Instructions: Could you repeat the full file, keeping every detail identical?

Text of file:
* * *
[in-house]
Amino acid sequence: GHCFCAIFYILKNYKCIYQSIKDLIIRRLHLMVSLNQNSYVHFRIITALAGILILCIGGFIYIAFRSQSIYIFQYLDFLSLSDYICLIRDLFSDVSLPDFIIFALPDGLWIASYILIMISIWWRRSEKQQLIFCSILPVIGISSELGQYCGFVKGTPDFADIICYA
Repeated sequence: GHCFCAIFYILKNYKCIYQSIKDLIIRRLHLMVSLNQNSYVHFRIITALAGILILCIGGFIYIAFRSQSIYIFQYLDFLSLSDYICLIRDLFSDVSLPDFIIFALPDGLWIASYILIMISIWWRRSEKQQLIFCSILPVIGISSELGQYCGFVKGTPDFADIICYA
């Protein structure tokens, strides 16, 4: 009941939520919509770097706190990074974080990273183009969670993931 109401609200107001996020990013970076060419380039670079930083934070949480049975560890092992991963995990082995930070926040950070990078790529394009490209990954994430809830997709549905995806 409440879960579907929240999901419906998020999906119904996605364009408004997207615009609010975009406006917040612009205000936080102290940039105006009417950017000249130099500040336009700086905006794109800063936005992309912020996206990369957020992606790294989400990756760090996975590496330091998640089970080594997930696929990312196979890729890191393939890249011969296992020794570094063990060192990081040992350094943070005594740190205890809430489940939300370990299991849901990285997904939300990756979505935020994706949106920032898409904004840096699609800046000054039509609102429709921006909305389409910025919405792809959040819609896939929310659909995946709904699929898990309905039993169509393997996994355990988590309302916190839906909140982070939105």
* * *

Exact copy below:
[in-house]
Amino acid sequence: GHCFCAIFYILKNYKCIYQSIKDLIIRRLHLMVSLNQNSYVHFRIITALAGILILCIGGFIYIAFRSQSIYIFQYLDFLSLSDYICLIRDLFSDVSLPDFIIFALPDGLWIASYILIMISIWWRRSEKQQLIFCSILPVIGISSELGQYCGFVKGTPDFADIICYA
Repeated sequence: GHCFCAIFYILKNYKCIYQSIKDLIIRRLHLMVSLNQNSYVHFRIITALAGILILCIGGFIYIAFRSQSIYIFQYLDFLSLSDYICLIRDLFSDVSLPDFIIFALPDGLWIASYILIMISIWWRRSEKQQLIFCSILPVIGISSELGQYCGFVKGTPDFADIICYA
């Protein structure tokens, strides 16, 4: 009941939520919509770097706190990074974080990273183009969670993931 109401609200107001996020990013970076060419380039670079930083934070949480049975560890092992991963995990082995930070926040950070990078790529394009490209990954994430809830997709549905995806 409440879960579907929240999901419906998020999906119904996605364009408004997207615009609010975009406006917040612009205000936080102290940039105006009417950017000249130099500040336009700086905006794109800063936005992309912020996206990369957020992606790294989400990756760090996975590496330091998640089970080594997930696929990312196979890729890191393939890249011969296992020794570094063990060192990081040992350094943070005594740190205890809430489940939300370990299991849901990285997904939300990756979505935020994706949106920032898409904004840096699609800046000054039509609102429709921006909305389409910025919405792809959040819609896939929310659909995946709904699929898990309905039993169509393997996994355990988590309302916190839906909140982070939105």